The Greek islands of the Aegean Sea are so varied in so many ways that many hours could be spent discussing the specialty foods, regional wines, local traditions, historical sites, local landmarks and places of amazing beauty, the list goes on and on.
But at day 7, after departing from Limni on Evia island, the main thing I was interested in, that any island could offer, was a chandlery store. We had the last prop shaft anode that was on board attached to the shaft and it was fizzing away rapidly, we needed to buy more anodes.
After our overnight stop at the uninhabited island of Anti Psara we headed SE to an anchorage near the southern tip of Chios. We'd chosen well, the bottom was sand and it was well protected from the northern Meltemi wind. The area we were in didn't have a chandlery, in fact the only thing on shore was a small taverna that was very busy with locals. We were the only yacht in the anchorage.
On average our hops between islands were about 7 hours. This gave me a lot of time for thinking. The main thing on my mind was the fizzing anode situation. I spent hours reviewing the footage in my head of every job we'd done over our time on the hard in Livaditis boat yard. No matter how many times I went over it, I couldn't fathom what we could have done to create a DC power leakage to the prop shaft.
We also bounced a few ideas around between us. Were they cheap Chinese made anodes? Were they magnesium anodes? Was there some interaction between the prop shaft antifoul paint and the anode?
As these thoughts and more rattled around our heads I had one goal in mind. The chandlery store at Pythagorio on Samos island.
Leaving Chios we did a big hop of 9 hours 45 minutes and arrived at Samos at 16:00 hrs. As soon as we checked that our anchor was securely dug in we went ashore and straight to the chandlery. It's an Aladdin's cave of boat stuff and I was both surprised and disappointed when he could only find one 30mm shaft anode. But one is better than none.
We stayed anchored at Samos for 4 days. Time was spent doing various tests and checks on battery connections and generally anything that had electrical power associated with it. Each day we put on a mask and snorkel and visually inspected the prop anode. It was always fizzing away.
We also hooked up with another Youtube sailing channel, Holly Blue, and they invited us out to explore a set of waterfalls with them in their hire car. Aannsha goes into more detail about that day trip in her blog this week, so check that out too.
We made a decision to check out of Greece on Thursday 23rd July 2020 and head for the D-Marin marina in Didim, Turkey. Before we departed I put on my scuba gear and dived to replace the now nearly worn out anode with the one we'd bought at the Pythagorio chandlery.
It's a fiddly job, especially when the wind is gusting at 30 knots and making the boat swing at anchor. Eventually I got the worn out anode off and attached the new one. It didn't fizz. I was perplexed. This new situation began to lend credence to some of the theories we'd been mulling over. Either way we needed to get to Turkey and enlist the services of some tech guys whose pay grade was higher than mine.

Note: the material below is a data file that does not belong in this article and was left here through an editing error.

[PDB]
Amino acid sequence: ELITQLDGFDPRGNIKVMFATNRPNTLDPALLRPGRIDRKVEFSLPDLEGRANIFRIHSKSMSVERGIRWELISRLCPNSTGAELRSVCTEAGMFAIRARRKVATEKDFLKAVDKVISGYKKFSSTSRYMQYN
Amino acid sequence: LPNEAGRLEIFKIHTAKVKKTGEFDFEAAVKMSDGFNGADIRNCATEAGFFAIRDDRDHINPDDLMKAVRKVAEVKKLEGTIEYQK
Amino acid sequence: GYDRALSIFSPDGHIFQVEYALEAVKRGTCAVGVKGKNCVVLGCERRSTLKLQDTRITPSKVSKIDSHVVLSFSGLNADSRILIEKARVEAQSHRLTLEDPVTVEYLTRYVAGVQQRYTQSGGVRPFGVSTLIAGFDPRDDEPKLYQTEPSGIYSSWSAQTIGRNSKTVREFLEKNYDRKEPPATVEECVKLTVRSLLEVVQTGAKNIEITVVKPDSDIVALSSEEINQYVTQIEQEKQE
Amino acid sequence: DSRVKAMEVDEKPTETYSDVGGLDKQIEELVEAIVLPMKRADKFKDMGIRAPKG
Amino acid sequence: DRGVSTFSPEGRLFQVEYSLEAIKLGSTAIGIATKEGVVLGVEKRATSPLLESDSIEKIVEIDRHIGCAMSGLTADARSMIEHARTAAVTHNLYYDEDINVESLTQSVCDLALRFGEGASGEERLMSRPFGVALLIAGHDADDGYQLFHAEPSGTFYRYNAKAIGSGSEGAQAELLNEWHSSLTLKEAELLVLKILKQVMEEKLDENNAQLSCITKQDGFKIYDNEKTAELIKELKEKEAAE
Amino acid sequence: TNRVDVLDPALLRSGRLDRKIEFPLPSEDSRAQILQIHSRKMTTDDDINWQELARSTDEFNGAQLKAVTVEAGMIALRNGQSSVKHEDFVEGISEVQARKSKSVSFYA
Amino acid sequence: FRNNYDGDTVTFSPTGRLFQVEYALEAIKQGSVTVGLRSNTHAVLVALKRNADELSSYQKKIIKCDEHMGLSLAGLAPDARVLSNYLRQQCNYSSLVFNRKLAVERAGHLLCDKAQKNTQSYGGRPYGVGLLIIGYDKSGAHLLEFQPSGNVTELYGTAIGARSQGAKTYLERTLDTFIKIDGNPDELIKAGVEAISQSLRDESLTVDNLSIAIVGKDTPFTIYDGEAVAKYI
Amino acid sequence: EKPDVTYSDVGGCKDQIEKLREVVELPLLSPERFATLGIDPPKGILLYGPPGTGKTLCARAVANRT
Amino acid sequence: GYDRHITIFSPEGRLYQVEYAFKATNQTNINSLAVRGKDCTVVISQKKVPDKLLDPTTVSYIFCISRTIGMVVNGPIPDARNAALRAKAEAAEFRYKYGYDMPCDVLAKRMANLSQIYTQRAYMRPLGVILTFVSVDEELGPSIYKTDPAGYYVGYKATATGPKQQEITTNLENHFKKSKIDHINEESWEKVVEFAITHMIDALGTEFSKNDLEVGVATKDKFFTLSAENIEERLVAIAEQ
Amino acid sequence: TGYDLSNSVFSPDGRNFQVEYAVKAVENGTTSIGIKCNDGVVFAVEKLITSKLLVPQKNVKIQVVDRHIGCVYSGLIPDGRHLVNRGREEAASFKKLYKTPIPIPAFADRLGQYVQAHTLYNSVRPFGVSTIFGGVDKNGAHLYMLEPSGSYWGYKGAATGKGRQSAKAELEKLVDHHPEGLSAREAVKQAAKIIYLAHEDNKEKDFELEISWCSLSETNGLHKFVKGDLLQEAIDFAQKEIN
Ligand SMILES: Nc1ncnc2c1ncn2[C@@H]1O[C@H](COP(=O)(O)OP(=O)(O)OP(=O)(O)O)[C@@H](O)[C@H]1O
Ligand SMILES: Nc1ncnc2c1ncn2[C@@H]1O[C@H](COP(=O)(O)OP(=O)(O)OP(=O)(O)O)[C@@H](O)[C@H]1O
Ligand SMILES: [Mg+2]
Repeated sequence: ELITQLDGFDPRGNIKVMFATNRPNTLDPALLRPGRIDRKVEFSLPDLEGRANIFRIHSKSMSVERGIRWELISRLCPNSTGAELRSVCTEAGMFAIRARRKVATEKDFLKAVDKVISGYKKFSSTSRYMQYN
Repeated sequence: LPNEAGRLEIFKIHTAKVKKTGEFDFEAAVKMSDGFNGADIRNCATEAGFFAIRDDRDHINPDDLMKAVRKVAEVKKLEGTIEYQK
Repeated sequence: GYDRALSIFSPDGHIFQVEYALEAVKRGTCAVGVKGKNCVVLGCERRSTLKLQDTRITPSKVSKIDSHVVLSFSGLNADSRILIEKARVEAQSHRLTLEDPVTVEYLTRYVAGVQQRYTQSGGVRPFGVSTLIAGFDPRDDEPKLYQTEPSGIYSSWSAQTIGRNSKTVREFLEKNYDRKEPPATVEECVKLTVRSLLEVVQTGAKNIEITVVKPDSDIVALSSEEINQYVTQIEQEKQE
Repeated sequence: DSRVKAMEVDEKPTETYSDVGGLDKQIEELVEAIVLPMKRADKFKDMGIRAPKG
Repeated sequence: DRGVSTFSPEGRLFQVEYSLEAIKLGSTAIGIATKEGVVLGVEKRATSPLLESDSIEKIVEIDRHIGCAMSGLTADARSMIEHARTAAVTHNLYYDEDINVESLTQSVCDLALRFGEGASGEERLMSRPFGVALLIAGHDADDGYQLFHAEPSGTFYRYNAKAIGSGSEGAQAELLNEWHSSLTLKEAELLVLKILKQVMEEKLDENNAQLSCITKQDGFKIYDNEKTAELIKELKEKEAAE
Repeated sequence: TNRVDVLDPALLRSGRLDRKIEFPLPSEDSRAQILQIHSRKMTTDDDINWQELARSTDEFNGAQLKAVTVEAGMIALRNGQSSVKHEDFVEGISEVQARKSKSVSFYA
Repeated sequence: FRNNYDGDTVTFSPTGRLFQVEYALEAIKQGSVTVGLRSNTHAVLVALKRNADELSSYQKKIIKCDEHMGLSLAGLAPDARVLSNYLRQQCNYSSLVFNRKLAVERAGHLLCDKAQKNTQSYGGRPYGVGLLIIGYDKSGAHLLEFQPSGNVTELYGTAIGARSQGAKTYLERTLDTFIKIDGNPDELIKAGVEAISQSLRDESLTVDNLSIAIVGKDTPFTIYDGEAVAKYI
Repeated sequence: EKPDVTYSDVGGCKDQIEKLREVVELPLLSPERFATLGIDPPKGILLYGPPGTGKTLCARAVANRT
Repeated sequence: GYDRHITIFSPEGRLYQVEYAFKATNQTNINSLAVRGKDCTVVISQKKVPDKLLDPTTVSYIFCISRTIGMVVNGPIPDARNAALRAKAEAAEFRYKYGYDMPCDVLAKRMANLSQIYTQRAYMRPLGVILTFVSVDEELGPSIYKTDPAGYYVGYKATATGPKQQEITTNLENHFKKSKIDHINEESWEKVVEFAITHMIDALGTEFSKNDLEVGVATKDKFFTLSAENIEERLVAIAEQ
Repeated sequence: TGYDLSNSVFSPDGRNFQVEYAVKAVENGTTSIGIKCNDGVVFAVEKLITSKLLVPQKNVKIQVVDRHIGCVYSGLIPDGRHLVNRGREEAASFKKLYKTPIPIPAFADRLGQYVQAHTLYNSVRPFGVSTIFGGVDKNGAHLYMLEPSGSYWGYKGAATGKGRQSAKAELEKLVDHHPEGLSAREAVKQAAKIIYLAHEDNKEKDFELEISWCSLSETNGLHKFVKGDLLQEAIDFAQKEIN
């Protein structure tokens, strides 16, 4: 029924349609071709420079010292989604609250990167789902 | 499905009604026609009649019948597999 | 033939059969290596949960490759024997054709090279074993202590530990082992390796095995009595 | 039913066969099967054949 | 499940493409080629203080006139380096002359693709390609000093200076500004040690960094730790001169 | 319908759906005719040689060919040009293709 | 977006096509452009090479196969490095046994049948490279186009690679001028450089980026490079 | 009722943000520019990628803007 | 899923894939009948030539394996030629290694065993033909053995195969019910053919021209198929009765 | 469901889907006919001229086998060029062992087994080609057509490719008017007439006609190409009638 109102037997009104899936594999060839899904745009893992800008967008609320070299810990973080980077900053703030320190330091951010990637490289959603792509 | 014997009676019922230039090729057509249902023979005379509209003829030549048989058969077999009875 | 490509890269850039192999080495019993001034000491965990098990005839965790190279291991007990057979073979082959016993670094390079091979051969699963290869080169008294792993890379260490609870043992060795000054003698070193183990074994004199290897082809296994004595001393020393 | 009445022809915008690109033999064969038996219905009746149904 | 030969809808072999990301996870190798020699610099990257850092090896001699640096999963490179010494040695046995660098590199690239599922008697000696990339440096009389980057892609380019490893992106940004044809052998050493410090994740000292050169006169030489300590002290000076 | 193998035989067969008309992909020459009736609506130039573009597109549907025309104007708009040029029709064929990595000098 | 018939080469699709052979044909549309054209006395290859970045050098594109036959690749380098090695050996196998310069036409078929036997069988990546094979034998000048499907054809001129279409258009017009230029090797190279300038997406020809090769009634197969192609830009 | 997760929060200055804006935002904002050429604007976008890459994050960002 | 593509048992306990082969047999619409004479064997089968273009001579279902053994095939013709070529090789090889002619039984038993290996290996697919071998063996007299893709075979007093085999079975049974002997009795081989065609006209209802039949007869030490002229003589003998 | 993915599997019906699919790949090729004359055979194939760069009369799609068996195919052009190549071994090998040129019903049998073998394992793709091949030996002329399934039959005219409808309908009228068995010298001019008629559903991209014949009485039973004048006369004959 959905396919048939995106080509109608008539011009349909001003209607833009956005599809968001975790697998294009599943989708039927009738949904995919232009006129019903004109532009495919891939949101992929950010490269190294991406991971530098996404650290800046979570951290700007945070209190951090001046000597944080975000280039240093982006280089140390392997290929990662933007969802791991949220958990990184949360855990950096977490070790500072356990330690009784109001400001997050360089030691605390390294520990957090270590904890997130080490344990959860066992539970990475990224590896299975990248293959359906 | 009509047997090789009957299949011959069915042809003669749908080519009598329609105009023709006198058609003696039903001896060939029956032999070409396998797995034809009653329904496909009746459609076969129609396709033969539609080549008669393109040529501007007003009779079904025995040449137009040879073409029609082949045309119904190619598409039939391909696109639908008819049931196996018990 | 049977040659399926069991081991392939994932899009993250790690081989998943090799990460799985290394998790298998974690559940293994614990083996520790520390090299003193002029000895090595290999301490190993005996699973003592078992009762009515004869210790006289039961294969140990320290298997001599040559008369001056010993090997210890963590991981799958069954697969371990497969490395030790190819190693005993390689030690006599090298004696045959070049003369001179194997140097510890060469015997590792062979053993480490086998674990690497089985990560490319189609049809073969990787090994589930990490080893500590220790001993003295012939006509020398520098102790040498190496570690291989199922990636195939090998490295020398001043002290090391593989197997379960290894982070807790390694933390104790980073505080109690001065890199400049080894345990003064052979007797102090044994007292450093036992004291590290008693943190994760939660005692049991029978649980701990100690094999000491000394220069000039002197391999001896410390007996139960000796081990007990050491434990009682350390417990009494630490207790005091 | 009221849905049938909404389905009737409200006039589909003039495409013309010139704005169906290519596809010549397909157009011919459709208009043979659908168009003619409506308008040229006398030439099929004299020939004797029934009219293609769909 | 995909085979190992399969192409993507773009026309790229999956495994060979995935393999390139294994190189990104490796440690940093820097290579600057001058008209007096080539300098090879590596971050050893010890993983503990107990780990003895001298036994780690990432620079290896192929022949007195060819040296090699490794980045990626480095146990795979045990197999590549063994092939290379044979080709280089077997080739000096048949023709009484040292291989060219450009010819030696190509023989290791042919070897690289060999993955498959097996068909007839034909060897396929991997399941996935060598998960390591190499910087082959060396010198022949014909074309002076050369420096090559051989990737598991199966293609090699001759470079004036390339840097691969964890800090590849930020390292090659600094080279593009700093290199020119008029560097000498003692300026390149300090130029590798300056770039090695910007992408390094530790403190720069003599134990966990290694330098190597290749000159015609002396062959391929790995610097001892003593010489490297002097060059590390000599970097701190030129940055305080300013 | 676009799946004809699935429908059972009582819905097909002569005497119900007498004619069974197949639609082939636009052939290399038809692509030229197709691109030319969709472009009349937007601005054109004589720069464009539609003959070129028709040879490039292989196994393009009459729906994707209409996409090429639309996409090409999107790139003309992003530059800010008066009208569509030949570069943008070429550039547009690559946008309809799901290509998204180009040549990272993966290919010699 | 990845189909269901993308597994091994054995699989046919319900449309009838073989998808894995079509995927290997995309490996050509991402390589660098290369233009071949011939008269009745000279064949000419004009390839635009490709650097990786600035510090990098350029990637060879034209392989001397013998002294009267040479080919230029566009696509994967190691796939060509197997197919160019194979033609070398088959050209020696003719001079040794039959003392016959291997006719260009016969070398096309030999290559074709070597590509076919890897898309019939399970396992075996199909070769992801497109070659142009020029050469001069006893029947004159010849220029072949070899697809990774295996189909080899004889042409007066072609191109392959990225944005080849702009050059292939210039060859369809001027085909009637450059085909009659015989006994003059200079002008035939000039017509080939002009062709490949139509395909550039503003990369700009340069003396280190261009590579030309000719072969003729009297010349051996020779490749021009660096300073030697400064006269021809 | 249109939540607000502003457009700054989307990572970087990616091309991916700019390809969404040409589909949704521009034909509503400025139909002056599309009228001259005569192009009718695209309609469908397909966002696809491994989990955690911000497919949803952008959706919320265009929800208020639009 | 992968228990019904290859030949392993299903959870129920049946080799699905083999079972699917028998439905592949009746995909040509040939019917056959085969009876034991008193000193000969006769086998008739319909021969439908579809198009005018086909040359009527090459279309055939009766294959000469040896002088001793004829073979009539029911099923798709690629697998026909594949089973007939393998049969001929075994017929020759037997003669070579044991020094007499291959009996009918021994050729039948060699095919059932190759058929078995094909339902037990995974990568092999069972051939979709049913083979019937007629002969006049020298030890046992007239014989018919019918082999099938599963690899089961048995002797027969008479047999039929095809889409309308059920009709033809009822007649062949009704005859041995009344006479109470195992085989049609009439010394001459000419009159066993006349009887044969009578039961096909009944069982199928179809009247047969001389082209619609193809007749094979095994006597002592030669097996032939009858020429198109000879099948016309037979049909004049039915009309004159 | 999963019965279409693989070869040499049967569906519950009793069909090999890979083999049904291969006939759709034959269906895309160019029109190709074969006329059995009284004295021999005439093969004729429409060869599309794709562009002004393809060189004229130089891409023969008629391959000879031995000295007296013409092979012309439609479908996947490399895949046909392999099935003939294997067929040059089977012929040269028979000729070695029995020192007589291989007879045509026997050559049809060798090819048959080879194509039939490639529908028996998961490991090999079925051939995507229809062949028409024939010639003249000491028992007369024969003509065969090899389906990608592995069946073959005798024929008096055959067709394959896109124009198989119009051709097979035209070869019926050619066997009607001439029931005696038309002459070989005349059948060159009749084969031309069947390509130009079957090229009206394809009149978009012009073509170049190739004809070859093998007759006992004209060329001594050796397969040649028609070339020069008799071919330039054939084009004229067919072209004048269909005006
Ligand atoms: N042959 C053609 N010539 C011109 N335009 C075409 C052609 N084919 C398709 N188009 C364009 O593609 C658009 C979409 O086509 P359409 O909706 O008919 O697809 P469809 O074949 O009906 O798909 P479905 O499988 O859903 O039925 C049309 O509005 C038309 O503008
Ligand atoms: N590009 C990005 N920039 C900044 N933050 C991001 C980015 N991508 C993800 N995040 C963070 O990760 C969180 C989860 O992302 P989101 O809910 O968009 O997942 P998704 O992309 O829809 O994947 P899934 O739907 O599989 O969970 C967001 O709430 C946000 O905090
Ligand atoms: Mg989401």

"You know that if you leave, you cannot come back." That was what we heard at each of the three check out offices we visited in Pythagorio. It sounded ominous, but we politely nodded our agreement and explained that we were sure that we'd be back in Greece in a year or two once this whole Covid thing had blown over.
After changing the anode and going through the check out process it was 11:25 hrs before we could up anchor and begin our 5 hour hop to Turkey.
Our check in contact at D-Marin marina had been recommended to us by friends and we contacted Atilla 2 days prior to leaving Greece. He requested that we send him photos of our passports, ships documents and insurance so that when we arrived he'd have all the paperwork ready for us to sign.
As we crossed the maritime border between Greece and Turkey we changed out the Greek flag for the Turkish one and also raised our yellow Q flag to indicate that we needed to check in.
Because we needed to get technicians on board A B Sea we were going to be staying for a few days at the marina and that meant going stern to on the pontoon. As we had our dinghy up on the davits we had to drop anchor in the bay outside the marina, lower the dinghy and tie it alongside.
The bay was very different from the last time we'd visited. It was summertime and people were out enjoying themselves. A couple of power boats were speeding through the water towing screaming kids on inflatable's. Many people were swimming. A half dozen wind surfers were zipping back and forth across the bay and many were falling over as the wind had decided to blow at a constant 30 knots just as we arrived to temporarily anchor. To say I was a bit nervous is an understatement.
Luckily after many anchorages Aannsha and I have become quite good at anchoring and we got the hook in first time and we managed to avoid all of the human obstacles.
With the dinghy down and secured to the port side of A B Sea we raised the anchor and headed into the large entrance of Didim's D-Marin marina. Immediately we were inside the water calmed but the wind was still blowing quite strongly. Knowing that I'd have the assistance of the marineros and that I'd be reversing into the wind, I was only slightly concerned about messing up the docking manoeuvre.